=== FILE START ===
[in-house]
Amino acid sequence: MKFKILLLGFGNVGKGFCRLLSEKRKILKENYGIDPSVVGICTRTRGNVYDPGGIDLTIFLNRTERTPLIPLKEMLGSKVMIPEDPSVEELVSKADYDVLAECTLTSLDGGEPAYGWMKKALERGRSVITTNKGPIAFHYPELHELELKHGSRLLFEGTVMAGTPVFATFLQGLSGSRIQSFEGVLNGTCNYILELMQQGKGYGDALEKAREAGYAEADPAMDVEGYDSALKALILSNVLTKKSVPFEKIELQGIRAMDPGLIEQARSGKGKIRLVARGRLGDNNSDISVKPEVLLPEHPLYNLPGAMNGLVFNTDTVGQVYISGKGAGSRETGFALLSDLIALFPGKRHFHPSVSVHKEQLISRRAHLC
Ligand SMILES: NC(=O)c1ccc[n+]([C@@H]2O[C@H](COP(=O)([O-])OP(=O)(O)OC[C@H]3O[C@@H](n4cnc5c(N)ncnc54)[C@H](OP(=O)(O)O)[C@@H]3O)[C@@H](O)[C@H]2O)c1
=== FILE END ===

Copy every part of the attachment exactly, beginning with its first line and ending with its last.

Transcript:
[in-house]
Amino acid sequence: MKFKILLLGFGNVGKGFCRLLSEKRKILKENYGIDPSVVGICTRTRGNVYDPGGIDLTIFLNRTERTPLIPLKEMLGSKVMIPEDPSVEELVSKADYDVLAECTLTSLDGGEPAYGWMKKALERGRSVITTNKGPIAFHYPELHELELKHGSRLLFEGTVMAGTPVFATFLQGLSGSRIQSFEGVLNGTCNYILELMQQGKGYGDALEKAREAGYAEADPAMDVEGYDSALKALILSNVLTKKSVPFEKIELQGIRAMDPGLIEQARSGKGKIRLVARGRLGDNNSDISVKPEVLLPEHPLYNLPGAMNGLVFNTDTVGQVYISGKGAGSRETGFALLSDLIALFPGKRHFHPSVSVHKEQLISRRAHLC
Ligand SMILES: NC(=O)c1ccc[n+]([C@@H]2O[C@H](COP(=O)([O-])OP(=O)(O)OC[C@H]3O[C@@H](n4cnc5c(N)ncnc54)[C@H](OP(=O)(O)O)[C@@H]3O)[C@@H](O)[C@H]2O)c1